Looking at the DB28T Kind of Blue watch can produce a similar reaction to looking up at the night sky and seeing an iridescent blue UFO whizzing overhead. Surprise, amazement, disbelief… A futuristic vessel decked out in eye-catching blued titanium with a 30-second tourbillon, the DB28T is not the kind of watch to wear if you want to fly under the radar. A regular member of De Bethune’s watch stable, the DB28T was revisited in 2018 in this radiant monochrome version.
Once again, independent brand De Bethune showcases its distinct ability to manipulate titanium to surprising effect achieving this out-of-the-world metallic blue colour. Although the DB28T might look extra-terrestrial, its case and finishes are very much in keeping with the finest traditions of good old Haute Horlogerie. As Denis Flageollet, De Bethune’s master watchmaker sums up: “De Bethune is rooted in a passion for time measurement and watchmaking tradition, driven by the simple desire to express something of its grandeur in a contemporary setting.”
Playing with fire
If Picasso went through a blue period as an artist, De Bethune has become intimately associated in the watchmaking world with the colour blue designed to evoke the majesty and mystery of our cosmos. Inspired by the deep blue enamel dials of yesteryear, Flageollet wanted to recreate the colour in a more contemporary code and, literally, started to play with fire. By applying the same thermal procedure used to blue steel to protect it from rust, Flageollet and his team discovered that titanium could also be blued. According to Flageollet, the Eureka moment happened when they were experimenting with stabilising the balance wheels: “we heated them, they turned blue….and this discovery led us to the sky!”
The mystical blue colour of this watch is achieved using a traditional technique dating back to the 16th century in which the surface of metal was altered through heating. Like blued screws, the grade 5 titanium and stainless steel parts of the DB28T are exposed to heat, which in turn oxidises the surface and modifies its physical properties. More resilient to corrosion, the flame deposits a long-lasting protective film on the surface and produces the amazing blue colour.
Entirely done by hand, the treatment was reserved for steel and iron until De Bethune started tinkering with titanium. The thermal treatment is not only used on the case but on most of the parts of the movement. Which means that each tiny part has to be analysed individually because the thermal process has to be adapted according to the form and mass of each component. The fact that there are different materials inside the movement means that the reaction is not always the same and a range of subtle colour differences add depth and interest. Not only is the watch feather-light thanks to its titanium case, the mirror polish on the metal makes the blue behave in myriad tonalities – depending on the light. Mirror polishing is the result of hours and hours of hand polishing using diamond paste on a boxwood peg.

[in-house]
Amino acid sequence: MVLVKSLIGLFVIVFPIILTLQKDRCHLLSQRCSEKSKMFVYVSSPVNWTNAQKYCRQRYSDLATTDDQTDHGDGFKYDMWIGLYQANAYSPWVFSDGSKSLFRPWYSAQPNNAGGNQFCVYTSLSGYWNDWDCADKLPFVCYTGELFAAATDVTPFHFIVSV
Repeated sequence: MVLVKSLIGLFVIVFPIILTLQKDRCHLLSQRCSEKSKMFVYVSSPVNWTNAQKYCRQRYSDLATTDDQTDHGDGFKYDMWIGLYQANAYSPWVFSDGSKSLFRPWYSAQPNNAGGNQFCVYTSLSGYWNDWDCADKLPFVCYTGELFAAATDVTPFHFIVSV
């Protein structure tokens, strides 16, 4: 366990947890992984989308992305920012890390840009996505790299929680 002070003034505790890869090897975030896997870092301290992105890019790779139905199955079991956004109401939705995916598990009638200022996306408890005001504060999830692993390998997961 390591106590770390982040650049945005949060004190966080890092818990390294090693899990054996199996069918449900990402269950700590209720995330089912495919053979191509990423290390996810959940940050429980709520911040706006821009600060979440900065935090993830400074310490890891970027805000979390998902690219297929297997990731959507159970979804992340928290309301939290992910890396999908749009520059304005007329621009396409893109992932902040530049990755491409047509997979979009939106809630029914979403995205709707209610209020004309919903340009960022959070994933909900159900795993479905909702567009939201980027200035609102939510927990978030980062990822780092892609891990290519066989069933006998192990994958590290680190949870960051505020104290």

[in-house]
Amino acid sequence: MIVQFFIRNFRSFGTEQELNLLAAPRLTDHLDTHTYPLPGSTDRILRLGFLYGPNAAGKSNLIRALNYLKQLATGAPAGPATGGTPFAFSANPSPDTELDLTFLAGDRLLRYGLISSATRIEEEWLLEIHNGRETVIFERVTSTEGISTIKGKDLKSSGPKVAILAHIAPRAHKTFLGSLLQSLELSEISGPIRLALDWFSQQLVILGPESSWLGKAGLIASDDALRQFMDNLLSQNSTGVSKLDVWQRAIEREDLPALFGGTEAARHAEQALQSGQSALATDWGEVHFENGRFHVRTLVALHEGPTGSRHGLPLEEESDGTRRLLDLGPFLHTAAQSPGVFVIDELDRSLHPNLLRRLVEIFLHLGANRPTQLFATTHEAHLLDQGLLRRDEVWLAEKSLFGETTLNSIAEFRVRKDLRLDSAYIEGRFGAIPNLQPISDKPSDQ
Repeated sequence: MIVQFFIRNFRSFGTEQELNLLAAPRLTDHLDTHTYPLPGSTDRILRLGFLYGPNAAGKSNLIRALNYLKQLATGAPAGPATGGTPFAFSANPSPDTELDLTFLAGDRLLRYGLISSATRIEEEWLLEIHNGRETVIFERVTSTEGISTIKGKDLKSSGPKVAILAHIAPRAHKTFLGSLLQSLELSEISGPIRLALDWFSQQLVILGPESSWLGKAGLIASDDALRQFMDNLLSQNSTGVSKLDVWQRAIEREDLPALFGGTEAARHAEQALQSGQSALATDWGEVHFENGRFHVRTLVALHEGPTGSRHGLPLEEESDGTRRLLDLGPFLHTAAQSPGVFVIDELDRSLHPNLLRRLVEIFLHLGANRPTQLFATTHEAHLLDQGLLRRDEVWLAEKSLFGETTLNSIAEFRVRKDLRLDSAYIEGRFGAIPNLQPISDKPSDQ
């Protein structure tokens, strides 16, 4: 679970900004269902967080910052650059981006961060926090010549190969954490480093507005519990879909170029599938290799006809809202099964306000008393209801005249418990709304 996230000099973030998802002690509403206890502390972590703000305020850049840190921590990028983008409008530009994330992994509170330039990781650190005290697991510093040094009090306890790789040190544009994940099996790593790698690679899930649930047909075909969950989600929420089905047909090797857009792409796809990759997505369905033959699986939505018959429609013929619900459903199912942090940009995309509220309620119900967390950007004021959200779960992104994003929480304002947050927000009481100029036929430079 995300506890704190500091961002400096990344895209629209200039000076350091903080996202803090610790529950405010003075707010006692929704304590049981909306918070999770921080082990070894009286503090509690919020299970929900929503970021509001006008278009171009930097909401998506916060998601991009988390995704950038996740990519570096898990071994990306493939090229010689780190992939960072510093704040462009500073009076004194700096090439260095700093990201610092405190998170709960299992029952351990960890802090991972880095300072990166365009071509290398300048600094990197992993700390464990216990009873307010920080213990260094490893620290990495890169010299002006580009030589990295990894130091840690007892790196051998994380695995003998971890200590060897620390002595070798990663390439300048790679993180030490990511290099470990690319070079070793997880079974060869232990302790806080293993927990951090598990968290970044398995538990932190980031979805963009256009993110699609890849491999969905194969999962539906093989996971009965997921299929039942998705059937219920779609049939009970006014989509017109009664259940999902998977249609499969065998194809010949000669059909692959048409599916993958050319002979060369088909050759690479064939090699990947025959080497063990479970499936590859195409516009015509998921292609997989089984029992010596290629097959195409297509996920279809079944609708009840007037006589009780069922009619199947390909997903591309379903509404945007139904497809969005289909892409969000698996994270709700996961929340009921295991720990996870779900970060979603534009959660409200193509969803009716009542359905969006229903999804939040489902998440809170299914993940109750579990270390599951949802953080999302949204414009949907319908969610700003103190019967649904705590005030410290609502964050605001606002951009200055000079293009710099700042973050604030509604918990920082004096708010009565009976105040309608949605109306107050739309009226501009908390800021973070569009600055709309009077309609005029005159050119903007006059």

Out of the blue
One of De Bethune’s most recognised models, the DB28 features De Bethune’s hallmark articulated or floating lugs that are spring-loaded for a truly ergonomic fit. The other dead giveaway that you are before a De Bethune watch is the delta bridge – in polished blued titanium dotted with spherical white gold stars- that looks very similar to the logo of the Starfleet Commando in Star Trek.
Blue is the dominant colour but the contrasting satin-finished minutes ring and the mirror-polished hours ring create different textures and reflections. The faceted rose gold (note: they appear more like white gold in our photos, but they are rose gold) hour markers, arrow-shaped like the central delta bridge, are complemented by skeletonised rose gold hour and minute hands that don’t obscure the celestial scenery.
Located at 6 o’clock is the high frequency (36,000 vph/5Hz) tourbillon. Using contemporary materials like silicon and titanium and weighing in at just 0.20 grams, De Bethune claims to have created the lightest tourbillon module on the market. Anchored by a blued openworked bridge, the ultra-light tourbillon completes its rotation every 30 seconds.
The reverse side of the DB28T with its screw-down rose gold caseback is breathtaking and as beautifully decorated and finished as the dial. The watch is fitted with the mechanical hand-winding calibre DB2019 and can propel itself through time and space for stretches of up to five days at a time thanks to the self-regulating twin barrels.
To check the fuel gauge, a rose gold power reserve indicator with a star-shaped hand is featured on the back of the case. Made up of 298 components in stainless steel and titanium, many of the painstakingly flame-blued by hand, the bridges feature concentric graining while the steel parts are bevelled. The high-performance escapement developed by De Bethune presents a silicon annular balance, encircled by a white gold ring and a balance spring with a flat terminal curve that is exclusive to De Bethune.
Presented on a supple blue alligator strap, the folding clasp is, as you have already guessed, crafted in blued titanium and rose gold. The DB28T Kind of Blue retails for CHF 200,000 (before taxes) and is a limited edition of just five pieces. More at www.debethune.ch.